A Breath of Fresh Air – Agricultural Ventilation Ducting


Last week we covered Spring Cleaning for barn curtains – what needs to be checked and put into place during the warm months when curtains aren’t really used. While inspecting, it would be advantageous to take a brief look at the ventilation systems apart from the external curtains. Whether you already have one installed or not, assessing your needs is never a bad idea.

Types of Internal Ventilation

The most common type of ventilation is positive-pressure systems, which use wall-mounted fans to push fresh air into a barn through ducting attached to the ceiling. This duct is created specifically to disperse the air where it’s needed (through duct dimensions, vent hold placement, and duct end types). Lay-flat plenums, or ducts that have no internal support systems, collapse when not in use. This makes them light weight, and easy to install.

Ducting is attached using two methods – through a grommet flap or series of snap clips. The grommet flap is a piece of material that has evenly-spaced grommets along the length. Ropes or lines are run through these grommets, and are used to attach the vent to whatever support system is deemed the best. Similarly, the flap can have snap clips that quickly attach to lines installed along the roof of the barn. This is the easiest to replace and install.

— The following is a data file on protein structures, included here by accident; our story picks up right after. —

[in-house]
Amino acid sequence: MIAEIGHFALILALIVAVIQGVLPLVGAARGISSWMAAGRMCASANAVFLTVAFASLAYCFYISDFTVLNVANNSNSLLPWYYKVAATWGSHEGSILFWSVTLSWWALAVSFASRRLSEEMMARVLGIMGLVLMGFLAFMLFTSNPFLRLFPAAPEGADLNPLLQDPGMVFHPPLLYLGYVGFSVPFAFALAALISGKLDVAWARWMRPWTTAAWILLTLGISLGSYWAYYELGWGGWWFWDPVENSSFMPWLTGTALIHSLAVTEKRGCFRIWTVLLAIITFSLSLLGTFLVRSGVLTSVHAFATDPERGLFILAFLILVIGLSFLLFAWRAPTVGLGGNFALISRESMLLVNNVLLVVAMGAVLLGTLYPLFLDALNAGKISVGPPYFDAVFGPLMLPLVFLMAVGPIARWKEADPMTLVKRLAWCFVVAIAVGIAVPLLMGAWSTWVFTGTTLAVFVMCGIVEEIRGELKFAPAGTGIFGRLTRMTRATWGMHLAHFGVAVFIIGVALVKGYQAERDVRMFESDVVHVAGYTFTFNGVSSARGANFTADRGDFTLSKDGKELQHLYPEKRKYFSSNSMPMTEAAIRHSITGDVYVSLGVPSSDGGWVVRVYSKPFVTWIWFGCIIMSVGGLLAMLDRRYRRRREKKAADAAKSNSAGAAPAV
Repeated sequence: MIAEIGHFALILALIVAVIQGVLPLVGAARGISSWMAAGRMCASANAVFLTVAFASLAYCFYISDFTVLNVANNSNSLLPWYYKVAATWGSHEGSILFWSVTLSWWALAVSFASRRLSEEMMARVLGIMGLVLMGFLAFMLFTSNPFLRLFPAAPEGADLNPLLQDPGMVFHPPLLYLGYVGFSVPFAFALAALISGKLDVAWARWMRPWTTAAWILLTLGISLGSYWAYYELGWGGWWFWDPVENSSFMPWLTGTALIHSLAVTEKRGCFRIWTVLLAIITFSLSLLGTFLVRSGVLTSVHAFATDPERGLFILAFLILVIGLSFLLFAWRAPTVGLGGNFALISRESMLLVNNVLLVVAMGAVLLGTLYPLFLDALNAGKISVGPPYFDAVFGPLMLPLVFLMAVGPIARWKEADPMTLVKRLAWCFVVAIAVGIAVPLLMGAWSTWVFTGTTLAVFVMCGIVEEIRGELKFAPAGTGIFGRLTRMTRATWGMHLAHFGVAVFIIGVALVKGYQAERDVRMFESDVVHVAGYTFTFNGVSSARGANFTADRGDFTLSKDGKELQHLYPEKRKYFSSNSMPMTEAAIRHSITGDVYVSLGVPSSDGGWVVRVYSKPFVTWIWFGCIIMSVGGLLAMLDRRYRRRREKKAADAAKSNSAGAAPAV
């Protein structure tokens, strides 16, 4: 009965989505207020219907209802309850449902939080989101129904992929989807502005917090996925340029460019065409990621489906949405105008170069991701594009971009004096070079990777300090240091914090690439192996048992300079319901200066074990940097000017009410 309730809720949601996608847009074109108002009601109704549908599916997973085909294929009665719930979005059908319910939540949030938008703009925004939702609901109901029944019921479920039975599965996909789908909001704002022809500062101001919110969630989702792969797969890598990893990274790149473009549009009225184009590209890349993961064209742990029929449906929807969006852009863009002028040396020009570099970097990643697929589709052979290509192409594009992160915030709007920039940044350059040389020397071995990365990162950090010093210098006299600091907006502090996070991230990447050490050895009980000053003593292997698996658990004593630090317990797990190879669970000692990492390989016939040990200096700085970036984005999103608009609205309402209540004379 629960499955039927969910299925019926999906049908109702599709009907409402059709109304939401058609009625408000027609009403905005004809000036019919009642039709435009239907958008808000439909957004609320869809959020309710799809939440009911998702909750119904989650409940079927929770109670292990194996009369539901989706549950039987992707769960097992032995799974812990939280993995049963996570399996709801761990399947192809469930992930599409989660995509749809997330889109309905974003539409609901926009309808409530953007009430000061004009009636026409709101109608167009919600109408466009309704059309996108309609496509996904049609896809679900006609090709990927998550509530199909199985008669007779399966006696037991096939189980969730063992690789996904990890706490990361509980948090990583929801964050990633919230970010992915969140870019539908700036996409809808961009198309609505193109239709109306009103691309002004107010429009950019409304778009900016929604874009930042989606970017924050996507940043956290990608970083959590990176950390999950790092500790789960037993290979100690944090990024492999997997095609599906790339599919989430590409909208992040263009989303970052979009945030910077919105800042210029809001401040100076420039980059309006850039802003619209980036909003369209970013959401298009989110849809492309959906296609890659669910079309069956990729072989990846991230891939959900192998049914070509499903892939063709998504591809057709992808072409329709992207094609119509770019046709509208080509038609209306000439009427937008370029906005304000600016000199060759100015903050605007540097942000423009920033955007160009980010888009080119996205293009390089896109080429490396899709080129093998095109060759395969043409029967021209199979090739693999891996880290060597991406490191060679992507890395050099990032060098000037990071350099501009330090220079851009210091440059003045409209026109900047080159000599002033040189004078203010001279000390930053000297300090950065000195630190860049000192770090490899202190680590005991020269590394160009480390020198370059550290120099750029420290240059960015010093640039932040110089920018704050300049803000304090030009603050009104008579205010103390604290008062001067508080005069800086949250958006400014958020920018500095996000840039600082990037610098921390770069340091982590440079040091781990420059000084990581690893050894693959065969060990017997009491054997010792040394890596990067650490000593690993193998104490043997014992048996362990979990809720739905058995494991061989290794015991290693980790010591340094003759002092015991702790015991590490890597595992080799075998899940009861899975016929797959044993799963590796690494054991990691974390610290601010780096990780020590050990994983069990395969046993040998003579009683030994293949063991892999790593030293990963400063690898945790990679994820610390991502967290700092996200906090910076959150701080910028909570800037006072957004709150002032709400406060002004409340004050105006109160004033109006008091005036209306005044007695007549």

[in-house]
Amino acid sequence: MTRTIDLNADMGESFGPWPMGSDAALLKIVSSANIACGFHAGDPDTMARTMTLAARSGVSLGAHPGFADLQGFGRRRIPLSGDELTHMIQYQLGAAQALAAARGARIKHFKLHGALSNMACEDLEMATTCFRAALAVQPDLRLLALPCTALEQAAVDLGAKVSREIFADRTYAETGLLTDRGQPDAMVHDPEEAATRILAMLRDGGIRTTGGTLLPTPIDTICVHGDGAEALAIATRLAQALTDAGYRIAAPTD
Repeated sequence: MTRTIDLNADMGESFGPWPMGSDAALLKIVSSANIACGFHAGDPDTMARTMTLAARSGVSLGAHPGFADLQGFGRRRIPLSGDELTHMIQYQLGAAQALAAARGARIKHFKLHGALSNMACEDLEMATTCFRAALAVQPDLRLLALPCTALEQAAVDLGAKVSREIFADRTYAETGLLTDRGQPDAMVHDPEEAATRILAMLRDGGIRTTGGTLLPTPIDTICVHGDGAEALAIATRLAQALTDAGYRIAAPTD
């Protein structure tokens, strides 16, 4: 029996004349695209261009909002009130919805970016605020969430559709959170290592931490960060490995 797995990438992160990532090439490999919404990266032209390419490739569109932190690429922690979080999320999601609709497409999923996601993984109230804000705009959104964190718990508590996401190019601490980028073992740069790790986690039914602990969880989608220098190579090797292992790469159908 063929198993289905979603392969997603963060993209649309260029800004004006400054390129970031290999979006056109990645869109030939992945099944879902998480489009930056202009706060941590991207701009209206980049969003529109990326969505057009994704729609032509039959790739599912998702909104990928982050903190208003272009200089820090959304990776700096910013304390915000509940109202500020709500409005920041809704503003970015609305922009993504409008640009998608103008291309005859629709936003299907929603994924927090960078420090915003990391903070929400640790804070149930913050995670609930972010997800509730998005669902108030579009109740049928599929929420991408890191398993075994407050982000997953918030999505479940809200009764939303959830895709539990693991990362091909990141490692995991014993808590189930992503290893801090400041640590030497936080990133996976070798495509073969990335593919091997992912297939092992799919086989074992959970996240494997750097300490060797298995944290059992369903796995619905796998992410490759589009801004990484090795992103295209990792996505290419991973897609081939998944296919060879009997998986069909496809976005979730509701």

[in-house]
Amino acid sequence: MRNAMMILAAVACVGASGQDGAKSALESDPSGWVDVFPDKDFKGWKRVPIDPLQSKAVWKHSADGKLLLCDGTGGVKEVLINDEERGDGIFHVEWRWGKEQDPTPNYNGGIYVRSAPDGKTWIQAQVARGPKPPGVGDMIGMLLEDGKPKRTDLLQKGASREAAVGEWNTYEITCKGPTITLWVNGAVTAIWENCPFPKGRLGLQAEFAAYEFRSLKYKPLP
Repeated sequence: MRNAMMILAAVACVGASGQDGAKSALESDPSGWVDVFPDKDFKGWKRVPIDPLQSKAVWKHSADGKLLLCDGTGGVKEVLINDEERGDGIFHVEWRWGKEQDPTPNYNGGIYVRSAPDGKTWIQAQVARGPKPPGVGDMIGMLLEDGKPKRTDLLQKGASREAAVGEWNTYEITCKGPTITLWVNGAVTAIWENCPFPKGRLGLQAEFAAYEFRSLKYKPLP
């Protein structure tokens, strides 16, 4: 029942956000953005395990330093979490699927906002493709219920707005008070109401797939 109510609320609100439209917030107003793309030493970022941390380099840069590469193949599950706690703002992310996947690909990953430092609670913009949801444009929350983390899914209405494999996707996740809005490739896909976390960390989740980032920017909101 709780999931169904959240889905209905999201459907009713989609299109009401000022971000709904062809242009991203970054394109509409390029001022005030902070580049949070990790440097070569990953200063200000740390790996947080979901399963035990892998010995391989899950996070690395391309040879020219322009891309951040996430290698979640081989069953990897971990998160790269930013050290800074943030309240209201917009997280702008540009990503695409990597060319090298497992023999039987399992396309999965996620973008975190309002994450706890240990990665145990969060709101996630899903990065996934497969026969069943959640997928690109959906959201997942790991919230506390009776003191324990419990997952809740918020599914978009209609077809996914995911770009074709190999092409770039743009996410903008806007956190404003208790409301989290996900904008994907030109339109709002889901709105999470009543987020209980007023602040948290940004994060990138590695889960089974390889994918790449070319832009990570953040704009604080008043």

Reasons for Ducting

Barns used for raising young livestock are the primary focus of internal barn ventilation. Depending on the animals’ ages and types, different amounts of air need directed to different areas at different times. That’s a lot of differences! Whatever kind of animal you are raising, ventilation ducting can provide cycling air flow that doesn’t create harsh drafts that can lead to colds, diseases, and infections. They can also increase natural air circulation during warmer weather when most barns have open sides.

Taking Ventilation to the Next Level

If something is worth doing, it’s worth doing it right. Just as every barn isn’t built by the same person, and each barn has a unique layout of pens and walkways even if built by the same person, no two ventilation systems will work the same in different buildings. Depending on your barn dimensions, optimal ventilation is something that can be calculated on a case-by-case basis. Jamie Dues, Celina’s Positive Pressure Tube Ventilation Specialist, has undergone extensive training and is one of two consultants in the Celina area.

Contact us at 419-586-3610 ext.123, and talk with Jamie to get exactly the kind of ventilation you need. Combining the barn dimensions with the required duct diameters and vent-hole locations, we can create the optimal system for your needs. Contact us today!